The idea of the flipped classroom materialized in 2008 with two Colorado chemistry teachers, Aaron Sams and Jon Bergmann. In the subsequent four years, many teachers have adopted the practice, resulting in flipped classrooms that increase in number every year. But in education, four years is a mere blink of an eye in terms of measuring something’s worth. Is the flipped classroom working?
According to a survey of 453 flipped educators conducted last June, 88% reported improved job satisfaction, and of those, 46 percent reported a significant improvement. Well, that’s outstanding to hear that teachers are happier with their jobs, but what about the students? Don’t worry, there’s good news there as well. 67 percent of teachers surveyed reported their classrooms had higher test scores.Let’s quickly revisit the concept to any new readers. The flipped classroom uses online videos and social media to deliver instruction and course material to the student at home, while classroom time is spent working on assignments and allowing the teacher more freedom to engage with the students instead of lecturing.
A recent article in the Orlando Sentinel highlighted a few Florida educators who adopted the practice. Kevin Franklin, a young world history teacher, is taping QR codes to the classroom door and asking students with mobile devices to scan them to immediately know what the agenda is for the day. From there, the flipped classroom is in full effect. Class time is spent making podcasts, designing “digital collages” on a visual social network called Glogster—never heard of that one before—and allowing Franklin to roam the room and engaging students more than if he were to spend the period lecturing.
Critics of the process state the obvious: The flipped classroom doesn’t work for students who don’t have personal electronics or internet at home. It’s a valid concern, and it reminds me of an article on MindShift:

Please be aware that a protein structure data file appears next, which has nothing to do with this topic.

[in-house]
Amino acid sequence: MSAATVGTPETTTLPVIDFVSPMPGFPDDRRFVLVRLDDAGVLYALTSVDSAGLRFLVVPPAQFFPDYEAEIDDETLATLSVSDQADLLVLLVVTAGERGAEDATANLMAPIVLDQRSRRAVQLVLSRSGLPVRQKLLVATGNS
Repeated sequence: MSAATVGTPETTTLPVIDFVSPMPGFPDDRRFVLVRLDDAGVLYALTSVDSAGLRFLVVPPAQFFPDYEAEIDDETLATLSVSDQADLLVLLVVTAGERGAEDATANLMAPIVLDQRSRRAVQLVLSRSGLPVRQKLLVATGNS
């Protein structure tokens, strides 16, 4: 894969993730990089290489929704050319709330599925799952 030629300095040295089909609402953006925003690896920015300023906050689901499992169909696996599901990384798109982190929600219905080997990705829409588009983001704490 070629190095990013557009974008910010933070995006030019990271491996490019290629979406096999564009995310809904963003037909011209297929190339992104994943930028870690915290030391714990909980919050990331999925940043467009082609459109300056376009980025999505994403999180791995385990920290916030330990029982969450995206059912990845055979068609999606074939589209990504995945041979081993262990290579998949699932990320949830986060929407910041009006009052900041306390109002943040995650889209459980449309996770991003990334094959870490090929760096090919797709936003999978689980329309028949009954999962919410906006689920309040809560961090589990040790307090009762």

… anecdotal evidence suggests that flipping classrooms is a more popular practice in wealthier suburban communities where nearly all students have internet access at home and schools are more likely to have computers in classrooms. Some skeptics say flipped classrooms still rely heavily on lectures by teachers, which they argue are not as effective as hands-on learning. Still others worry that the new practice—so dependent on technology—could end up leaving low-income students behind and widening the achievement gap.
The article continues to talk about a lower-income high school in Macon, GA that received a federal grant that provided netbooks for all the students. As a result, a number of teachers chose the flipped classroom approach, and in chemistry class, passing rates went up from 30 percent to about 75 percent. That sounds like excellent news, but not all lower-income areas have the privilege of being granted netbooks for every student. I encourage you to read the rest of the MindShift article to gain a better understanding of this complex issue.
I don’t fully know if the flipped classroom will catch on and become as mainstream as pioneers Jon Bergmann and Aaron Sams want it to become. What is important is acknowledging what can be learned from the process. Like we’ve always said, the presence of technology in the classroom is not the sole agent of motivation and student success. Teachers will continue to be the main influence in a student’s education, and it’s there where we see the fundamental strength of the flipped classroom. Its primary objective is to not simply introduce technology into a student’s life, it’s to make the teacher more available to that student. So the question teachers should be asking isn’t, should I flip my classroom or not? The question should be, how can I be more available to my students?